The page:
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Women's health status and gender inequality in China


  • Yu, Mei-Yu
  • Sarri, Rosemary


This paper examines the health status of women in China by reviewing levels and trends of female mortality at several phases of a woman's life cycle focusing on infancy, girlhood, childbearing and old age. The mortality rates of Chinese women and men are compared for the period 1950-1990 as are comparisons with women in selected countries. The cause-specific death rate, expressed as a percentage of all deaths, and the burden of disease, measured in terms of the disability-adjusted life years (DALYs), are used to reflect the changing patterns of female diseases and causes of deaths. Significant improvement in the health status of Chinese women since 1950 is widely acknowledged as a major achievement for a developing country with the largest population in the world, but the differentials in women's health by region and urban/rural areas are considerable. The Physical Quality of Life Index (PQLI) indicates that the overall level of physical well-being of Chinese women has increased in recent decades, but disparity in health between men and women still exists. The Gender-Related Development Index (GDI) further reveals that China has achieved significant progress in women's health during the past four decades, but far less has been achieved with respect to gender equality overall. The final sections of the paper focus on the discussion of some health problems faced by the female population during the process of economic reform since the 1980 s. In order to promote gender equality between women and men, concerns on women's health care needs are highlighted.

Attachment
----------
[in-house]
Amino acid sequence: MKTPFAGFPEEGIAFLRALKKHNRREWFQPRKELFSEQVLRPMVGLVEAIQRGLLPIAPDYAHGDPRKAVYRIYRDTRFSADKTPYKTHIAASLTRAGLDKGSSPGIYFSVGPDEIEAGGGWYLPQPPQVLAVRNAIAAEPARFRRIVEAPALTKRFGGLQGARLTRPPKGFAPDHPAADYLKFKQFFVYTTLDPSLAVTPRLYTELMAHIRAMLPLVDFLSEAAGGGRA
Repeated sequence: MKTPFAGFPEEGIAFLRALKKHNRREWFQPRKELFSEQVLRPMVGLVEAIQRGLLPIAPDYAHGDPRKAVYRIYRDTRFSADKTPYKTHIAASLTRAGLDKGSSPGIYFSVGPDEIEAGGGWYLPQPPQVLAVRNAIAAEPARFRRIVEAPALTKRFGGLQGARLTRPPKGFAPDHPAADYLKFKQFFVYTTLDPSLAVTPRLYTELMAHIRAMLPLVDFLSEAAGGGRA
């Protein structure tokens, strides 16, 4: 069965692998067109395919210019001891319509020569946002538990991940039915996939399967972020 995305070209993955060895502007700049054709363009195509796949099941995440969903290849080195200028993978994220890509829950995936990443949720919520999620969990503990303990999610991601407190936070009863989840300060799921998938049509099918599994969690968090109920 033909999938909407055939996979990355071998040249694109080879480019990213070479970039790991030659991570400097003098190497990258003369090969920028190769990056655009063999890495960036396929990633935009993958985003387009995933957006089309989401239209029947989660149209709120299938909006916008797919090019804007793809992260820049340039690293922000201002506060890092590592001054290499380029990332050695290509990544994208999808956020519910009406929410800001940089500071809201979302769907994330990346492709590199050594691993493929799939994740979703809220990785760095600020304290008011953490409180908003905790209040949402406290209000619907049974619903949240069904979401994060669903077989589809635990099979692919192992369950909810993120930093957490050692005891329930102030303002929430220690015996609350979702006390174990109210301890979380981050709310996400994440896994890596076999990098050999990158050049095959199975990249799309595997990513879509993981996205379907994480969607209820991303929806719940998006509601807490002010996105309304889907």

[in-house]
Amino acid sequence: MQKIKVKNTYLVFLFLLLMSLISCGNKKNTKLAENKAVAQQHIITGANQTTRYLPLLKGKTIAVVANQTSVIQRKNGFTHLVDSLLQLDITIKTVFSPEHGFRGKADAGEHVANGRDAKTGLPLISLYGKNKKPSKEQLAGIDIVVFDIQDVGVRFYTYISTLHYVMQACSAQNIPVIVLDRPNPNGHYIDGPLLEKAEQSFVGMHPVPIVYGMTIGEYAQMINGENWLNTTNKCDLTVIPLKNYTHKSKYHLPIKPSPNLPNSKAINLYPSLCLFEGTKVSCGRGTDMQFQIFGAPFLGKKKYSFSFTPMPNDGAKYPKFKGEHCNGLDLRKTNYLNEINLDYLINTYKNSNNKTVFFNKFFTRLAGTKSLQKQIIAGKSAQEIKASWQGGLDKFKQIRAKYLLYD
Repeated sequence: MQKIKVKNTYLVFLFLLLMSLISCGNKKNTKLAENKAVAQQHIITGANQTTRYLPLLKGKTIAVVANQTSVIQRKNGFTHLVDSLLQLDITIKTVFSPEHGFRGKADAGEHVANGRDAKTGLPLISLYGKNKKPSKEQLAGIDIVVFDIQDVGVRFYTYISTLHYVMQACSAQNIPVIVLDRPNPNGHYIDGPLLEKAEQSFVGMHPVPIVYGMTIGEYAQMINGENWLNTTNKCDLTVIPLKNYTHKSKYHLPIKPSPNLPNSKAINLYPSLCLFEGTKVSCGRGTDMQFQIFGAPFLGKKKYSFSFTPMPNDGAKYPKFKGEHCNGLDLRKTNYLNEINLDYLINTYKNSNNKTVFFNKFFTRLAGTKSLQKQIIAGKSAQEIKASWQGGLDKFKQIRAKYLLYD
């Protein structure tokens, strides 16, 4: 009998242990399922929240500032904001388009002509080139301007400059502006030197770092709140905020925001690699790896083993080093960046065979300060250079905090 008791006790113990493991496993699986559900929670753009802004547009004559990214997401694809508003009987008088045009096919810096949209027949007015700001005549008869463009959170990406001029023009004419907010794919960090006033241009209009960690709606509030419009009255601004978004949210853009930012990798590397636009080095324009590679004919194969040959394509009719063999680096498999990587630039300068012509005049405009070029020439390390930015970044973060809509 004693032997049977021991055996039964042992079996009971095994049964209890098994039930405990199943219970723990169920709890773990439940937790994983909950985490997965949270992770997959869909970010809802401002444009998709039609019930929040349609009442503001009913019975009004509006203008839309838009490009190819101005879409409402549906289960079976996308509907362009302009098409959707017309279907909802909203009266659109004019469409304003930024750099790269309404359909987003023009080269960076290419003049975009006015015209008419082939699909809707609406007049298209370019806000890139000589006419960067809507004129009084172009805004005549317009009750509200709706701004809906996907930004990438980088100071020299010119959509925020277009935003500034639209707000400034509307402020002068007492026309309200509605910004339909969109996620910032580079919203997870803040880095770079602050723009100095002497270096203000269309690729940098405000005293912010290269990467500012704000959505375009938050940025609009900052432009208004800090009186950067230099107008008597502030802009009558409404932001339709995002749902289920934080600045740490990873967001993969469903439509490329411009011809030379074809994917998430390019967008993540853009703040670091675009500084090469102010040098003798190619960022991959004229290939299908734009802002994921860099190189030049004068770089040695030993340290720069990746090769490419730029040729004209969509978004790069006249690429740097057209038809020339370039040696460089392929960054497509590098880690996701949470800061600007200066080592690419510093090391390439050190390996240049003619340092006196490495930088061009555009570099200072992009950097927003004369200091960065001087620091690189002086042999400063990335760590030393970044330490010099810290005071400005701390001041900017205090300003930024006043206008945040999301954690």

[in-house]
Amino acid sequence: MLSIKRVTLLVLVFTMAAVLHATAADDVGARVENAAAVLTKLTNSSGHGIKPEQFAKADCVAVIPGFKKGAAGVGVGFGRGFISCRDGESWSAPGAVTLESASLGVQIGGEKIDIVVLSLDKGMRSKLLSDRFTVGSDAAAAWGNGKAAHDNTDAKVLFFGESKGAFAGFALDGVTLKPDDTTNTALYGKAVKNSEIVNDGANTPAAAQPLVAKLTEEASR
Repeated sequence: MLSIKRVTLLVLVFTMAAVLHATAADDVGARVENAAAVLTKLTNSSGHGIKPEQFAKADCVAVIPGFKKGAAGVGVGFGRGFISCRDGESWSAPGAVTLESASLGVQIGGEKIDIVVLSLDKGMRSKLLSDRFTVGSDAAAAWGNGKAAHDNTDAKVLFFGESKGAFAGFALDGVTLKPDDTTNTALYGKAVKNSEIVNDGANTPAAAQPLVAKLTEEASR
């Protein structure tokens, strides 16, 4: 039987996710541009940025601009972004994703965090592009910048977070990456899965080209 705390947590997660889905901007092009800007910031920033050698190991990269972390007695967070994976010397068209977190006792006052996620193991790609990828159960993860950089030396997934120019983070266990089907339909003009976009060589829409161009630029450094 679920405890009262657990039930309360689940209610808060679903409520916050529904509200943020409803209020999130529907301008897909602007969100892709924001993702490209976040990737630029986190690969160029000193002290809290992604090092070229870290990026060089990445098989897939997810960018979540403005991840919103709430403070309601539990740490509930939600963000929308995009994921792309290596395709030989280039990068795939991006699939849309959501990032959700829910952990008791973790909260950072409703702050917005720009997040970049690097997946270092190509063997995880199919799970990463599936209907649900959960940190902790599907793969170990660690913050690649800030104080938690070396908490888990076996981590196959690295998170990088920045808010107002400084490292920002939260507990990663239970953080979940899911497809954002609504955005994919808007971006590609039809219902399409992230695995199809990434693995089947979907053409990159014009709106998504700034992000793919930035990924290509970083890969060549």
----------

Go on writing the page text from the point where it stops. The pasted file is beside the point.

Suggested Citation

  • Yu, Mei-Yu & Sarri, Rosemary, 1997. "Women's health status and gender inequality in China," Social Science & Medicine, Elsevier, vol. 45(12), pages 1885-1898, December.
  • Handle: RePEc:eee:socmed:v:45:y:1997:i:12:p:1885-1898

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    Cited by:

    1. Li, Jian & Yang, Wenjie & Cho, Sung-il, 2006. "Gender differences in job strain, effort-reward imbalance, and health functioning among Chinese physicians," Social Science & Medicine, Elsevier, vol. 62(5), pages 1066-1077, March.
    2. repec:kap:jfamec:v:38:y:2017:i:2:d:10.1007_s10834-016-9506-3 is not listed on IDEAS
    3. Ding, Weili & Zhang, Yuan, 2014. "When a son is born: The impact of fertility patterns on family finance in rural China," China Economic Review, Elsevier, vol. 30(C), pages 192-208.
    4. Almas Heshmati & Biwei Su & Seon-Ae Kim, 2015. "Measurement and Analysis of Well-Being in Developed Regions in China," China Economic Policy Review (CEPR), World Scientific Publishing Co. Pte. Ltd., vol. 4(01), pages 1-22, June.
    5. Luo, Juhua & Zhang, Xiulan & Jin, Chenggang & Wang, Dongmin, 2009. "Inequality of access to health care among the urban elderly in northwestern China," Health Policy, Elsevier, vol. 93(2-3), pages 111-117, December.
    6. Lee, Yiu-fai Daniel, 2008. "Do families spend more on boys than on girls? Empirical evidence from rural China," China Economic Review, Elsevier, vol. 19(1), pages 80-100, March.


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